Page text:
As lava pours into the ocean from Hawaii’s Kilauea, a new risk surfaces: laze

People take pictures as lava pours into the ocean, generating plumes of steam near Pahoa, Hawaii.
(Jae C. Hong / Associated Press)

Since the Hawaiian volcano Kilauea began erupting this month, residents on the Big Island have endured a lot — toxic gas, earthquakes and plumes of ash. Nearly 2,000 people have been evacuated, and lava flows have gobbled up dozens of homes in the lower Puna area of the island.

Then over the weekend, rivers of lava crossed a highway and entered the ocean, creating a new hazard known as laze.

Island residents are familiar with vog, or volcanic smog, which is formed when sulfur dioxide is emitted from erupting lava. It’s a health hazard if you have respiratory problems and live near an eruptive vent, and Kilauea is producing a lot of it.


Here’s a primer on its cousin laze, or lava haze.

What is it?

When the lava flow goes into the ocean water, it boils the water and creates a white acidic plume. That’s laze.

“It’s a complex chemical reaction that occurs between the lava flow and seawater,” said Wendy Stovall, a volcanologist with the U.S. Geological Survey. “It creates a mixture of condensed acidic steam, hydrochloric acid gas and tiny shards of volcanic glass.”

From the air, the plume looks like exhaust from a factory or the white smoke released during a forest fire.

How dangerous is it?

When lava hits the ocean, it can heat the water to temperatures capable of causing third-degree burns.

If you’re underneath the plume, a light sprinkle of rain as corrosive as battery acid can fall on you. The acid can burn your skin, irritate your eyes and make it difficult to breathe. In rare cases, the damage can be permanent.

Or fatal. Two tourists died in 2000 when they were “apparently scalded by acid-laced steam,” the USGS said.


There have been no reports of injuries as a result of the laze created in this month’s series of eruptions.

How close can you get to it without being in danger?

That depends on the concentration of acid, the size of the plume and the wind.

“The greater distance, the safer the person would be,” said Dr. Alvin Bronstein of the Hawaii Department of Health. “Being near where the lava is entering the sea would not be advised.”

Stovall said to keep a safe distance, but she didn’t specify what that is.

When lava flows into the ocean, it can create secondary blasts called littoral explosions.

“They’re beautiful to watch, but the hazards are very real. Hot lava particles can be thrown hundreds of yards from the ocean entry site during these littoral explosions,” Stovall said.

The plume travels with the wind and can change direction without warning.

“You don’t want to interact with the laze plume,” Stovall said. “You don’t want to be in a boat beneath the plume, and on the ground if the plume is blowing your way, or in that plume.”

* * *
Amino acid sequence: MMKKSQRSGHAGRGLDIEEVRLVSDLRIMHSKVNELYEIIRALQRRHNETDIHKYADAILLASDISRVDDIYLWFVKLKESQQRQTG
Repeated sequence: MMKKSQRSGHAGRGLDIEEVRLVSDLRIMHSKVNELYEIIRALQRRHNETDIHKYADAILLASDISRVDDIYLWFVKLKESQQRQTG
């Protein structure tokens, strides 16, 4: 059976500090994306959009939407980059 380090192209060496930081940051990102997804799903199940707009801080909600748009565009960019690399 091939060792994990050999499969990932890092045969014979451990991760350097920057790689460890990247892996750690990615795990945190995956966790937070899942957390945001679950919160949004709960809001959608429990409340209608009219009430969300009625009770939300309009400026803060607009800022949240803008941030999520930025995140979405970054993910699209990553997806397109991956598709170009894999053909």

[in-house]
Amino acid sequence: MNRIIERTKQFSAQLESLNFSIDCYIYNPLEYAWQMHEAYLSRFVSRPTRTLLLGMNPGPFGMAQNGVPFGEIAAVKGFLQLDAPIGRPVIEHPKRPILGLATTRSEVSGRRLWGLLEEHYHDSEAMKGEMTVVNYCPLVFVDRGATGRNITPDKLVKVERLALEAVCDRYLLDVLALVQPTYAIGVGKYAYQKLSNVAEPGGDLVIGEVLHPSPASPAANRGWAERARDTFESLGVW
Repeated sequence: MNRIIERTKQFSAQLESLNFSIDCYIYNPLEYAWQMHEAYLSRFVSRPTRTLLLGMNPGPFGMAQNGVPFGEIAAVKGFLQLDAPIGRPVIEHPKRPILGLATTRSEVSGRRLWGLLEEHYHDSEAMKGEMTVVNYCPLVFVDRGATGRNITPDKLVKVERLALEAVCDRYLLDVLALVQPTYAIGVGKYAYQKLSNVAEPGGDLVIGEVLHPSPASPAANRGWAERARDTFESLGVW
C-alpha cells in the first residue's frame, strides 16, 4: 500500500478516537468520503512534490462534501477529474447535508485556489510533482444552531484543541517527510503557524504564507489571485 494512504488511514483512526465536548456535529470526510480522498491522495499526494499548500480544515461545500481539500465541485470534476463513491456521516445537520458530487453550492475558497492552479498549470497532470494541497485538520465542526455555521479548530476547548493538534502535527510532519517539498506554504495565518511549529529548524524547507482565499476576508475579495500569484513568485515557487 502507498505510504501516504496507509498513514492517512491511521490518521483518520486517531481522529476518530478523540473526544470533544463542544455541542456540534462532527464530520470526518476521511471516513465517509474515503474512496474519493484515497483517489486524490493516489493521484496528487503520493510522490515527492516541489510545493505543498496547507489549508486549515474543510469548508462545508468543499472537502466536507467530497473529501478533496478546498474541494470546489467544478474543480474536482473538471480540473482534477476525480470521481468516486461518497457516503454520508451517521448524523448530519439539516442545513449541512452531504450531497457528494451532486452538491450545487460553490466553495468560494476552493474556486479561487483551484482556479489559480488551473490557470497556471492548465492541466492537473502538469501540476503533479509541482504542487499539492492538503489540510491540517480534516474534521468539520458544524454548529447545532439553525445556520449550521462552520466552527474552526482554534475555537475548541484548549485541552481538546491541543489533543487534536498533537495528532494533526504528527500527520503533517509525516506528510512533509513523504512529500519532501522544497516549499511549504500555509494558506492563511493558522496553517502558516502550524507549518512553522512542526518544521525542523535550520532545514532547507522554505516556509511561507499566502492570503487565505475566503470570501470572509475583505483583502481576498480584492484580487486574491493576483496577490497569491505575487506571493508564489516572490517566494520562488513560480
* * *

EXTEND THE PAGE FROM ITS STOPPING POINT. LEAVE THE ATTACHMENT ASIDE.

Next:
Janet Babb, a Hawaiian Volcano Observatory geologist, said she wasn’t aware of past situations in which laze caused widespread public health problems. But she cautioned: “If you are downwind, then you will be affected by the laze.”

There are freak dangers associated with laze. In 1994, two people standing near a spot where lava was entering the ocean were scalded so severely by a wave that they had to be hospitalized, according to the USGS.

How scary is laze ?

That’s debatable.

“I’ve never gotten close enough to see how scary it is,” Stovall said. “I’ve followed my own advice.”

How long will the eruptions continue to produce laze?

“As long as lava is flowing into the ocean, there will be a laze plume,” Stovall said.

Kilauea has been erupting consistenly since 1983, and laze has been a periodic problem.

“Laze plumes occurred each time lava flows reached and flowed into the ocean during the entire 35 years,” she said.

Is there a way to watch it now?

Two lava flows are entering the ocean at Pohoiki near Malama Flats, northeast of MacKenzie Recreation Area and southwest of Isaac Hale Beach Park.

The lava flows going into the ocean are bigger than they’ve been in three decades, said Mike Poland, a geophysicist with the USGS. “It’s molten rock,” he said. “It’s amazing. It’s a stunning sight to see.”

One park ranger put it this way: “It’s a chance in a lifetime to view the creation of earth. Where else in the world can you approach it so intimately?”

But access to the area is prohibited because of laze.

It may be possible to see the flows from a tour boat. But the U.S. Coast Guard is enforcing a “standoff zone” of about 330 yards.

The coastline where the lava is entering the ocean is not part of Hawaii Volcanoes National Park, where Kilauea is located.

Most of the park, the most visited attraction in the state, has been closed for nearly two weeks.

Images on the news are the safest way to see the eruption and its various effects.

Are there any other current dangers?

One man was injured while standing on his third-floor balcony when he was hit in the shin by a piece of lava — known as a lava bomb or a spatter bomb.

He was way too close, Stovall said.

Other risks include methane explosions and fires. “When lava is flowing over new land and vegetation, it can produce fires that can spread quickly, methane explosions that can throw blocks of lava rock,” Stovall said.

Her advice: “Don’t get close to the active lava.”

A man photographs lava erupting from Kilauea.
(Jae C. Hong / Associated Press )

Times staff writer Rong-Gong Lin II contributed to this report.